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Sudan: Journalists form first democratically elected union in decades

Vote for syndicate leadership went ahead with 'high turnout and excitement' despite attempts by Bashir-era journalists to halt election
A Sudanese journalist casts her vote in the election of a syndicate leader and executive committee in Khartoum on 27 August 2022 (AFP)

Sudanese journalists have created an independent union, the first of its kind in the country for more than three decades. 

Campaigners said the move was an important step towards re-establishing freedoms after the country's military coup last October.

The union consists of 1,164 members, of whom 659 took part in a vote on Sunday to elect its leadership. 

"The victory is to regain our syndicate after more than 30 years in order to defend the freedom and professionalism of the press," journalist Waleed Alnour told Reuters. 

Under the three-decade rule of former president Omar al-Bashir, who was toppled in the country's 2019 revolution, unions were often packed with members friendly to the government.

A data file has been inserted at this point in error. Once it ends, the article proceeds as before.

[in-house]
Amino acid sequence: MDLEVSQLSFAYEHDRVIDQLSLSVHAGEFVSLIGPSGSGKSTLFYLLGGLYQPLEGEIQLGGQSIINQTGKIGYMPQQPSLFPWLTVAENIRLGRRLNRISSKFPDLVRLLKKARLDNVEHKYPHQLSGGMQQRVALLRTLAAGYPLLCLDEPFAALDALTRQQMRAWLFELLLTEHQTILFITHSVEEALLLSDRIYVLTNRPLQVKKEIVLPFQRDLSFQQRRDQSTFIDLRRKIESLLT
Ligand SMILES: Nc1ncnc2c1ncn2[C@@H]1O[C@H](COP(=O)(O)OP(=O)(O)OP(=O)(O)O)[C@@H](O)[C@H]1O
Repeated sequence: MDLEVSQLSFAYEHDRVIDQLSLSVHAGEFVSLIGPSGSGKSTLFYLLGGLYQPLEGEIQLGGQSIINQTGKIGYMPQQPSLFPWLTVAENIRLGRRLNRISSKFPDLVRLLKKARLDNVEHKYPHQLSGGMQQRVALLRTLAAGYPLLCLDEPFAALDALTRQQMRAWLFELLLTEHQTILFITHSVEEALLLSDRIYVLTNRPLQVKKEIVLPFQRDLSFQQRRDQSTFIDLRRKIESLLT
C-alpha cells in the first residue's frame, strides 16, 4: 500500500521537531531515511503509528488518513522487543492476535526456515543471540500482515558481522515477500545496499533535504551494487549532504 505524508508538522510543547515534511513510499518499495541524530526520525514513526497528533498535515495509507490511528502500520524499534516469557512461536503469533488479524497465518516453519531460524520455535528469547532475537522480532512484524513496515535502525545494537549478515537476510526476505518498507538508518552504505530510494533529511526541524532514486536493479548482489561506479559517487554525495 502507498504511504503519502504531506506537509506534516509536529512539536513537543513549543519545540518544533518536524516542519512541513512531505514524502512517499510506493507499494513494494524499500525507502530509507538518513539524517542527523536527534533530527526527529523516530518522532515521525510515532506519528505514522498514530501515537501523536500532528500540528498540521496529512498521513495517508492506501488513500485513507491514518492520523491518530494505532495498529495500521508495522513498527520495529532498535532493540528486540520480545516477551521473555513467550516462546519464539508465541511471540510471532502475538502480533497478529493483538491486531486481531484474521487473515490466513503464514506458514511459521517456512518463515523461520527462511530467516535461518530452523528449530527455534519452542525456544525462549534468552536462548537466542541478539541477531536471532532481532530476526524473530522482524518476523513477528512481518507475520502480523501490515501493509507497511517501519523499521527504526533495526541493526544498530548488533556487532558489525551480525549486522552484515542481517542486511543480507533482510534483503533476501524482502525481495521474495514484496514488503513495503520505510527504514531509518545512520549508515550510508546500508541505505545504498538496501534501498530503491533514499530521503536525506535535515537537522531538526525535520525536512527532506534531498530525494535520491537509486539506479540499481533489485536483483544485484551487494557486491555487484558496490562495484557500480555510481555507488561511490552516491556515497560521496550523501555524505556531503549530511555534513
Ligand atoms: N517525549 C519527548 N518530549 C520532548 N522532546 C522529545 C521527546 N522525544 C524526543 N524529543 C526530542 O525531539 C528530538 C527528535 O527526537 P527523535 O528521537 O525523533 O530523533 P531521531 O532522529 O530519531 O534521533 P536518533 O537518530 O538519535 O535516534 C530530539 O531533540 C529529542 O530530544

Shadow unions that sprang up in opposition to Bashir were instrumental in his overthrow.

Journalists aligned with Bashir attempted to stop Sunday's syndicate election, raising a legal complaint that it could not replace the pre-existing union under the former ruler. 

But the vote was "executed in a completely democratic way... smoothly and with a high turnout and excitement among the journalists," according to election committee head Faisal Mohamed Salih. 

Coup failure

Salih was information minister in the civilian-led government that emerged following the 2019 uprising, until the coup last year ended a power-sharing arrangement between civilians and the military. 

Abdelmoniem Abu Idrees, a journalist for the AFP news wire, was elected head of the syndicate. 

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Sunday's election has laid "the groundwork for one of our uprising's core demands, and that is democracy," the Bahari resistance committee, a leading group protesting against the coup, said in a statement. 

Earlier this month, General Mohamed Hamdan Daglo, widely known as Hemeti and one of the leaders of last year's coup, said the military takeover had failed to bring about change and the country had become worse. 

Near-weekly anti-coup protests have been held across Sudan, and demonstrators have been met with violent crackdowns, which have killed at least 114 people since October.

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